Once you have experience in chameleon keeping, chances are, you might be interested in breeding them.
It isn't as easy as it seems, as there is alot of work and money that needs to be put into this new venture.
Breeding chameleons for hobby or commercial purposes can be real enjoying. The way that you feel when your first
chameleon is born or hatches out of its shell is unexplainable. Breeding chameleons is a real achievment. This page
deals with tips on breeding and care of chameleons during breeding, etc.
The first thing that you must do to start breeding chameleons is to make sure that you have at least 1 male and 1 female. (1.1)
Most species of chameleons have differences between the males and females. Some males may have horns, rostral processes,
bright colors, or may just be larger. Some species, The Meller's chameleon for example, have little or no difference
between the two. Once you are sure that you have an unrelated pair, you can introduce the female into the male's cage.
This is because males are territorial and may feel odd about being in a new environment. This isn't always the case.
Most likely, the male will start to twitch his head, go through a rapid color change, and start heading towards the
female. Now, one of two things can happen. The female can be receptive by showing light colors and she can let
the male mount her and allow copulation to take place, or she can be non-receptive. Non-receptive females will show
darker colors, sway back and forth, and even attempt to bite the male. These females should be removed and placed back
into their own cages. You can attempt breeding these females within another 2 weeks. Receptive females will most likely
try to run away from the males, but the male will eventually catch up.
Receptive females can stay with the male until they show aggression to him. Chances are the female is now gravid.
Depending on what species of chameleon you have, the female may be Oviparous ( egg laying ) or Oviviparous
( live births ). You should give extra care to this female, including extra calcium supplements and more water and food.
The more food you feed her, chances are, the more babies or eggs she will have. When a female is ready to deliver,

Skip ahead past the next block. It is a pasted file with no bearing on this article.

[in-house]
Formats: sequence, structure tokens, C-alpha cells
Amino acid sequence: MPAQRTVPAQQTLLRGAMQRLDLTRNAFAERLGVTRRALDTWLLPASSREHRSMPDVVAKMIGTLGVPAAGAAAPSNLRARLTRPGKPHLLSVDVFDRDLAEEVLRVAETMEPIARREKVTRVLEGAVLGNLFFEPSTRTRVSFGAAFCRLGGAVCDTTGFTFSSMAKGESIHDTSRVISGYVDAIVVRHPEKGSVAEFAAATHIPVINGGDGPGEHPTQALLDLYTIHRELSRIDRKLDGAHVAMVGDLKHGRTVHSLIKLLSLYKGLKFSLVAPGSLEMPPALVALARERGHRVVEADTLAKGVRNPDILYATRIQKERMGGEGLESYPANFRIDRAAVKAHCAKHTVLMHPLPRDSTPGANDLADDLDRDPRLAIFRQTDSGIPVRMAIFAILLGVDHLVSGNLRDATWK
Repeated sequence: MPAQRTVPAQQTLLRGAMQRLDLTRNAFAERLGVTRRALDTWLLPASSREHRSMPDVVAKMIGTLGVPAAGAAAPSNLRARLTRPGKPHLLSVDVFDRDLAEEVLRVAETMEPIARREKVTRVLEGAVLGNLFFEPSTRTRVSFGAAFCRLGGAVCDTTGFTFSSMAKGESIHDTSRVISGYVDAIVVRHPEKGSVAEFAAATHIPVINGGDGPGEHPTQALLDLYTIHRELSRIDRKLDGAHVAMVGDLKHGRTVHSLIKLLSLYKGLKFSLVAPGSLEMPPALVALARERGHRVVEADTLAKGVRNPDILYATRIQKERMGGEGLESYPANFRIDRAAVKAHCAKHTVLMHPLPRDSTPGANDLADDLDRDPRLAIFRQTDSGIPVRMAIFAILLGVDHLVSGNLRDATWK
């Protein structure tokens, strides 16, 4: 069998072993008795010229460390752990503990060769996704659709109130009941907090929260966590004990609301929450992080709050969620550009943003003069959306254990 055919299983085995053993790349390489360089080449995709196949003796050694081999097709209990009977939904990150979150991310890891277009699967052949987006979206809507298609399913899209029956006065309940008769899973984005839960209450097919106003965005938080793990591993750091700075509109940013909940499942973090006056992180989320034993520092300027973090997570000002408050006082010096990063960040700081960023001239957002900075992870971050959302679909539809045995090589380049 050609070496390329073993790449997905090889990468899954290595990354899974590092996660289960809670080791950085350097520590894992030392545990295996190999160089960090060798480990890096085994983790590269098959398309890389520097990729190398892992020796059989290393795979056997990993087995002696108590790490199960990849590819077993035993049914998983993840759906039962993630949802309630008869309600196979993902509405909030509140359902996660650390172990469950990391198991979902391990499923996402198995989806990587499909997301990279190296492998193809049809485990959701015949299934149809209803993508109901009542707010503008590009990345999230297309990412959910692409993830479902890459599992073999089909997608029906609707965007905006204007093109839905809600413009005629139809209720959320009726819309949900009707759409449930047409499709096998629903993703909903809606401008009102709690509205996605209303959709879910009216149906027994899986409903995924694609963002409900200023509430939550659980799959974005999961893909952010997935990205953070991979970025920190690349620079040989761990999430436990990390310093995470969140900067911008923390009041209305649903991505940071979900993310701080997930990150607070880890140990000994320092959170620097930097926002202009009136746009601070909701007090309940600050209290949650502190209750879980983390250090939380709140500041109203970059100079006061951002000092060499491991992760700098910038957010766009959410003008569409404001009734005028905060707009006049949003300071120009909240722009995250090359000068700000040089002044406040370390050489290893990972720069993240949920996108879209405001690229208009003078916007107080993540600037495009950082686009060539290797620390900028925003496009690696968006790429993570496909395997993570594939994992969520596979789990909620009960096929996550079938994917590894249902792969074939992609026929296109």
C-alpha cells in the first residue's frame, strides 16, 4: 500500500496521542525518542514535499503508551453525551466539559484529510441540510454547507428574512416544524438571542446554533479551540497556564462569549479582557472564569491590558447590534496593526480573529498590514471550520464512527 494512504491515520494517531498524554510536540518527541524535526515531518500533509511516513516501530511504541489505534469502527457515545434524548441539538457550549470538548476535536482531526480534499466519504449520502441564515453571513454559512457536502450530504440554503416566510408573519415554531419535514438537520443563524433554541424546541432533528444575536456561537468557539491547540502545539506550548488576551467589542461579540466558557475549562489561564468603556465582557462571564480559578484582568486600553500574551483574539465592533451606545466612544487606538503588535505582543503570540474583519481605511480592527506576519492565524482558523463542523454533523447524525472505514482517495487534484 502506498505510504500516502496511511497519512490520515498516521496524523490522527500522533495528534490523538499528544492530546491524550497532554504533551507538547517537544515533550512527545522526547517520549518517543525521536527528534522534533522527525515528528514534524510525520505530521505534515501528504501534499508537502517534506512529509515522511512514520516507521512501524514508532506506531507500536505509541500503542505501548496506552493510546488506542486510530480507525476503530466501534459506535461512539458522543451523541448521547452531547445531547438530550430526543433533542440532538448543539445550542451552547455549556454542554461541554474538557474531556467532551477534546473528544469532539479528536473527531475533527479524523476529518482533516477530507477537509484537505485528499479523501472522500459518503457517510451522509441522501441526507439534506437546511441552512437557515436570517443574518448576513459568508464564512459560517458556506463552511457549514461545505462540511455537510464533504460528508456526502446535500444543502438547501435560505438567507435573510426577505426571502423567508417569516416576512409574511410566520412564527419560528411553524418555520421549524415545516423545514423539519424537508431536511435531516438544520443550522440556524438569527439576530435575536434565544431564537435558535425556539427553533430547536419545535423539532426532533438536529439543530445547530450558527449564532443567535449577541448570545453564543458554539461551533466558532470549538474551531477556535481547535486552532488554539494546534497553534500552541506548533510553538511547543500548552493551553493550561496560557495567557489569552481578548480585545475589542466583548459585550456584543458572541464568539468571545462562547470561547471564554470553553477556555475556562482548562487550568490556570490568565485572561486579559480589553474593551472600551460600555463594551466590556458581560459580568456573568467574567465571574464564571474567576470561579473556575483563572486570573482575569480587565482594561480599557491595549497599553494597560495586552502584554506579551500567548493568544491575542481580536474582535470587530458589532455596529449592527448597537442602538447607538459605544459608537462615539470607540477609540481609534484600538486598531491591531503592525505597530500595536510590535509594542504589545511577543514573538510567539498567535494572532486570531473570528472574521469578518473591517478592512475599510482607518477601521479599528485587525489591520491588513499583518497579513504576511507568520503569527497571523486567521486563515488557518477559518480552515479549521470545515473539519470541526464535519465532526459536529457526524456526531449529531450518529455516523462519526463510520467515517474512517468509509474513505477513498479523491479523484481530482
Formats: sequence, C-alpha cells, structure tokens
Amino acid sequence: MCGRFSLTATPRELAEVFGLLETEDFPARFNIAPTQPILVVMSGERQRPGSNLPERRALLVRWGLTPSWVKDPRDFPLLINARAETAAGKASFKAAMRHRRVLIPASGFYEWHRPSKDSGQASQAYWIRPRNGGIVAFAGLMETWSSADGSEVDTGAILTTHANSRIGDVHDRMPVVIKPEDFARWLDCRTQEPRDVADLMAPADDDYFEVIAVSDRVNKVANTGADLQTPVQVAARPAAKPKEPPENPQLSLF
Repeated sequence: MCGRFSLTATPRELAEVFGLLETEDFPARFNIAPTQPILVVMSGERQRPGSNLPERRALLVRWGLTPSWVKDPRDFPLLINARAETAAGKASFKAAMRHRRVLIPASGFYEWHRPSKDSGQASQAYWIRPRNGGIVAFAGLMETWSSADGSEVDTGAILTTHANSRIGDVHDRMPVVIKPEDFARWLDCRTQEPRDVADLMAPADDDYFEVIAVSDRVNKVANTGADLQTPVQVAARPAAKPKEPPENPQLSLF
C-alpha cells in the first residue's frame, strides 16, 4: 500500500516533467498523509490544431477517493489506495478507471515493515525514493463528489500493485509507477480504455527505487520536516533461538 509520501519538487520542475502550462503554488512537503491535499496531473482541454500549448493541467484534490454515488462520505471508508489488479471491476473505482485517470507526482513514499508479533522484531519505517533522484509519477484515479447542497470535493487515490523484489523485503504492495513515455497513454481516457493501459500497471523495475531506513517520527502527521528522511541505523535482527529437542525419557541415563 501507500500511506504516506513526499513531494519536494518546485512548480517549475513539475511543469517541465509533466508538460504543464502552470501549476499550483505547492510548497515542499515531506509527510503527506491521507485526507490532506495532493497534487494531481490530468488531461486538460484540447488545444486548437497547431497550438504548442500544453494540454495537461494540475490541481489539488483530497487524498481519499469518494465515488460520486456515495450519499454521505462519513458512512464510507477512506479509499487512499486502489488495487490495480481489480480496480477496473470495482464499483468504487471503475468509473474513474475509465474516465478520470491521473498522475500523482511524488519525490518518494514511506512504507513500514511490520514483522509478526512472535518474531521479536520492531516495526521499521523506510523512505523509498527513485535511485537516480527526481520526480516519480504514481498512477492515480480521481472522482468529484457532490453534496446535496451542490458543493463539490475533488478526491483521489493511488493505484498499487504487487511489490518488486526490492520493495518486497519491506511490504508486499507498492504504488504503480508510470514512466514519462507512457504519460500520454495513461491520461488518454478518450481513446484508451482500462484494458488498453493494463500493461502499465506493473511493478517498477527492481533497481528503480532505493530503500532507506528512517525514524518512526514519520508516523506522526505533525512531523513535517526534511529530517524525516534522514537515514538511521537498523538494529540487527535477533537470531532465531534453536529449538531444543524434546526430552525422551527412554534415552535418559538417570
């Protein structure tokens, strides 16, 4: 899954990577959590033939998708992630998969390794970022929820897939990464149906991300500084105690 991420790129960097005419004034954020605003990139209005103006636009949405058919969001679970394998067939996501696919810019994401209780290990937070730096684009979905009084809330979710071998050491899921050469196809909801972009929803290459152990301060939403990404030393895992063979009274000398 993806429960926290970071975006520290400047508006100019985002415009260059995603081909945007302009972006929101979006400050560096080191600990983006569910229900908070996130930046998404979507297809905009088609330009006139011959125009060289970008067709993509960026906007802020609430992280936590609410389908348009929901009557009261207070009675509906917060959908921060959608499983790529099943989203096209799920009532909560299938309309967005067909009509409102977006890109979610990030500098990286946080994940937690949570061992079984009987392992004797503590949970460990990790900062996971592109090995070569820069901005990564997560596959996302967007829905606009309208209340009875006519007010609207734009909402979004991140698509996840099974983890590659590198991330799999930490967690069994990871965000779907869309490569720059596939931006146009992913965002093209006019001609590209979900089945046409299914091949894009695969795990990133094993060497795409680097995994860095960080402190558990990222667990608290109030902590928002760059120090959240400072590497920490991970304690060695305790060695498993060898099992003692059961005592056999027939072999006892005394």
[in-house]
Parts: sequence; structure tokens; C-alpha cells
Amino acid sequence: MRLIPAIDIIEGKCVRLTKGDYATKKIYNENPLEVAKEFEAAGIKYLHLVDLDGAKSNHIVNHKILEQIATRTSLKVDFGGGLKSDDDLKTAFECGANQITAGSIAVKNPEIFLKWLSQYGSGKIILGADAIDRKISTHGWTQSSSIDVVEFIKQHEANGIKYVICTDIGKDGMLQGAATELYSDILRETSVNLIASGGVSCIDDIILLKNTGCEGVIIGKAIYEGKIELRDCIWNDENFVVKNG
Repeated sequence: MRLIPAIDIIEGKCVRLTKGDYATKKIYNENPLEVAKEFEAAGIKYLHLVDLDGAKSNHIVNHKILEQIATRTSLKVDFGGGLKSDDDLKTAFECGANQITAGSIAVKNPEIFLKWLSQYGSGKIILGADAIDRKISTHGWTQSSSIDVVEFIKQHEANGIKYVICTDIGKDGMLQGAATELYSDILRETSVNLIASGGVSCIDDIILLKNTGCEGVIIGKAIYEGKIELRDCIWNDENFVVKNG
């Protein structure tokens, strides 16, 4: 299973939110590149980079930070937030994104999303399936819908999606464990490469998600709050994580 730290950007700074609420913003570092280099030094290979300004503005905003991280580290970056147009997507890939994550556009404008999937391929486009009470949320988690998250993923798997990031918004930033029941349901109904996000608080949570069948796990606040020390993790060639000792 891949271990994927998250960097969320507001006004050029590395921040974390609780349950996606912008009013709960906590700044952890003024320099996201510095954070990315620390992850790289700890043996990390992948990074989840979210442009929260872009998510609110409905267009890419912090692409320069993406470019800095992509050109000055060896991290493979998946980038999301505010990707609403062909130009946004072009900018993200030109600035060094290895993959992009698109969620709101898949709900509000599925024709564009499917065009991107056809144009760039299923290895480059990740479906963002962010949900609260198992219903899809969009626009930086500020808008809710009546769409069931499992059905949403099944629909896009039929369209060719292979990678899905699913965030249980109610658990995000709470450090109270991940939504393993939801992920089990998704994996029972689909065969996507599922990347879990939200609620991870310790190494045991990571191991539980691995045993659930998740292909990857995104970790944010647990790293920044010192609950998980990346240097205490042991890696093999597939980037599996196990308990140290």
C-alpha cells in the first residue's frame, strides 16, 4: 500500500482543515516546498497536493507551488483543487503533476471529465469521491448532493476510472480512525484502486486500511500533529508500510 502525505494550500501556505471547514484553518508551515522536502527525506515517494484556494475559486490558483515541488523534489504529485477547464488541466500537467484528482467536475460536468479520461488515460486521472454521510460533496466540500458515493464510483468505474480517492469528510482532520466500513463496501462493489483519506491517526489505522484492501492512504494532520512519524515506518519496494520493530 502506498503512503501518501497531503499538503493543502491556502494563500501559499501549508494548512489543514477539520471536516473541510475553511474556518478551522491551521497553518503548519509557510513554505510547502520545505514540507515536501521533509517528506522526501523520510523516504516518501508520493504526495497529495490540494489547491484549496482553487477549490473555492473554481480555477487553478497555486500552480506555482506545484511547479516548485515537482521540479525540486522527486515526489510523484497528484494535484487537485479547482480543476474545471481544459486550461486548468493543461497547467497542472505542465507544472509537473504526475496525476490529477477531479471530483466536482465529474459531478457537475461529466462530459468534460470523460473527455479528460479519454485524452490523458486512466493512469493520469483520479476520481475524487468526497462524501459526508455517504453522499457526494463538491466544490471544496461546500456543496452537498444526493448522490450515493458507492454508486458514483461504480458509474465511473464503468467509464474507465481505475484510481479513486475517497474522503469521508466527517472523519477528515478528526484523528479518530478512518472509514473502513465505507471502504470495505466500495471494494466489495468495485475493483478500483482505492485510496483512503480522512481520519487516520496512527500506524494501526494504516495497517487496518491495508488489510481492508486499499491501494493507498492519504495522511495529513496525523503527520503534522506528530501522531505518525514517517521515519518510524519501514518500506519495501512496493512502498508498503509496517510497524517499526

she will pace around her cage and look for a place to lay them. Keep in mind, however, that the more eggs or babies
she has, the more exhausted she will be. Having alot of babies takes alot out of the female and increases the risks
of disease or death. Once the female has laid her eggs or has given birth, you should continue with the extra care
until she increases her health.
As for Oviparous species, you should provide an egg laying site for the gravid female. A trash can or large bucket
will do. You should provide about a foot of moist peat moss or a half peat moss/ half sand mixture in the container.
You can place a plant in the container to give the female something to climb on. Provide a UVB bulb on top and let the
female in the container for a few hours. If she is ready, she will dig a tunnel and she will deposit anywhere from
3-over 80 eggs in the soil depending on the species, size of the female, and her health. These eggs should be removed
immediately and placed in moist vermiculite and then put in an incubator set at the correct temperature for that
species. Take care not to tip the eggs from the position that they were found in as the baby may drown in the egg.
Incubation times range anywhere from 2-21 months with the average being 6 or 7 months. This all depends on what species
you have. Please refer to the
incubation portion of our website for more information regarding the incubation process. Please refer to
Newborn Care portion of our website for more information regarding the care of young chameleons.